The results are clear, she says. For example, the Public Finance Management Act, enacted in 2015, says every accounting officer must ensure that their budgets consider gender equity. This law was championed by female parliamentarians, Nyakikongoro says.
UWOPA supported the Domestic Violence Act 2010, which created a legal framework through which domestic-violence victims can seek justice.
When women representatives advocated to increase the health budget in 2012, the result was that all of Uganda’s public health facilities could provide free mama kits to mothers who came to deliver babies. The kits include plastic sheeting, razor blades, gauze pads, soap, gloves, cord ties and a child health card. Before the change, women were required to bring their own kits, and some could not afford to.
Women parliamentarians also ensured that men and women were compensated when they were displaced from their homes to make room for an oil operation, Nyakikongoro says.
“The women members of Parliament have obviously been instrumental when tabling important legislation that affects them,” says Cornelius Magara, the principal women’s development officer at the Ministry of Gender, Labor and Social Development.
Legislation spearheaded by women has also included laws supporting victims of domestic violence, the Prohibition of Female Genital Mutilation Act 2010 and the Prevention of Trafficking in Persons Act 2009, which prohibited human trafficking and provided protection for trafficking victims.
Magara says his department focuses on effective female representation, not just an increase in their numbers. He also notes that his gender does not disqualify him from leading the department.
Despite their successes, one watchdog group found that women in Parliament performed worse than their male counterparts.
The Parliamentary Scorecard 2009-2010, a watchdog initiative of the Africa Leadership Institute, in January 2011 reported that women did not participate as much as men during plenary sessions and in committees. Women performed worse than men across most of the measures. The group noted that its results may reflect structural bias in Parliament.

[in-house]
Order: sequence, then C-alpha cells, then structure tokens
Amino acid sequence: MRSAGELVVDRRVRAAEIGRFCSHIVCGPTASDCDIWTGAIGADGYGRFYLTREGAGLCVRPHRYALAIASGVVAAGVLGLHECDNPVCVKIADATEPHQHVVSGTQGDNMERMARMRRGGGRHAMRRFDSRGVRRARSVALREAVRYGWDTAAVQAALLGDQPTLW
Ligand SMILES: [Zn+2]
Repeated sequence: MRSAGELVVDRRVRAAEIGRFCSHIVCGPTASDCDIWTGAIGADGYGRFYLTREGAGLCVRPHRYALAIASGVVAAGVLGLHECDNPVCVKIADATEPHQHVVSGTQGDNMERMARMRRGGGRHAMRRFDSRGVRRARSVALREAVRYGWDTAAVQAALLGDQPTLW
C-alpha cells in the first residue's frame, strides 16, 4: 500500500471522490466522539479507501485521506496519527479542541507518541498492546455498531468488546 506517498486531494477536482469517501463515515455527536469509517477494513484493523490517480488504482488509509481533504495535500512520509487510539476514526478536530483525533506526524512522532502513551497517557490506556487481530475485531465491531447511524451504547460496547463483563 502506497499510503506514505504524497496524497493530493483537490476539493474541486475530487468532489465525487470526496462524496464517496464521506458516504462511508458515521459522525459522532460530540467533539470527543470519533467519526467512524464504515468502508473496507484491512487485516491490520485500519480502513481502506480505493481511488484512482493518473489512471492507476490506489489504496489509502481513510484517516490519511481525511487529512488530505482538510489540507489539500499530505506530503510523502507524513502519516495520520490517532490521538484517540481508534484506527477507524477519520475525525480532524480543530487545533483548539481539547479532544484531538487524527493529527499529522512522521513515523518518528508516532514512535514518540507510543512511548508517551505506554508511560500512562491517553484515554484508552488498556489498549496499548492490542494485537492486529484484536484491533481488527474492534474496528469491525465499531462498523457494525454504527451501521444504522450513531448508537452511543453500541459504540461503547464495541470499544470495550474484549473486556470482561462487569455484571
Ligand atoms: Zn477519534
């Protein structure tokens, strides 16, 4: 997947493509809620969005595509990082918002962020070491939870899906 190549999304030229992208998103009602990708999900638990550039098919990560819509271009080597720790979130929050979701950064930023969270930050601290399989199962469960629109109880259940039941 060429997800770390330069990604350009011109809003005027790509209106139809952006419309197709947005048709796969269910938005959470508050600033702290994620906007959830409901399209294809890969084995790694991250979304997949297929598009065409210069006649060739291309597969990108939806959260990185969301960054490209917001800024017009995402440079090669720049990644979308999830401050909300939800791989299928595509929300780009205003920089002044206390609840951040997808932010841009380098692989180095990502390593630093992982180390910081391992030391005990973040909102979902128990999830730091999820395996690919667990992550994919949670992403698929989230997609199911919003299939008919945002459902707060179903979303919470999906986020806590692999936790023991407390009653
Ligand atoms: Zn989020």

And while women have received some benefits, they’re not enjoying a boost in socioeconomic welfare, Labwot says.
“Maternal welfare (and) education are not prioritized by the state,” she says.
With men holding a majority in Parliament, it can be difficult to push through legislation that directly affects women, Labwot says.
The Marriage and Divorce Bill in 2013 was not supported by Parliament’s male members, in part because it would have given divorcing women shares of property acquired during their marriages, Nyakikongoro says. Some men also felt the bill would make divorce easier and more acceptable. That proposed bill was shelved.
Men aren’t the only opponents to some legislation that would benefit women. Some female parliamentarians say they didn’t campaign to serve women, Nyakikongoro says.
Some wealthy women parliamentarians don’t care about the issues facing poor women, Magara says.
“Some women in offices don’t want the Domestic Violence Act or the Marriage and Divorce Bill because they can do it themselves,” he says.
Women’s representation in one-third of Parliament is not enough, Magara says, as women still suffer marginalization. There are too few women in leadership at every level, he says.
Too many women can’t run for office because they’re not academically qualified, he says. With some guidance, he says, women could still win.
“If well-mobilized and given tips, they can beat male members in elections,” he says.
But women who are already in office should compete directly with men, he says, leaving the positions reserved for women for new candidates.
However women get into office, some say their presence in government will improve the lives of all Ugandans.
“You know women – we are mothers, and we care for all,” says Nabwire, the mother who benefited from a free mama kit. “When a woman makes a decision, she makes it as mother of all.”
Apophia Agiresaasi, GPJ, translated one interview from Luganda.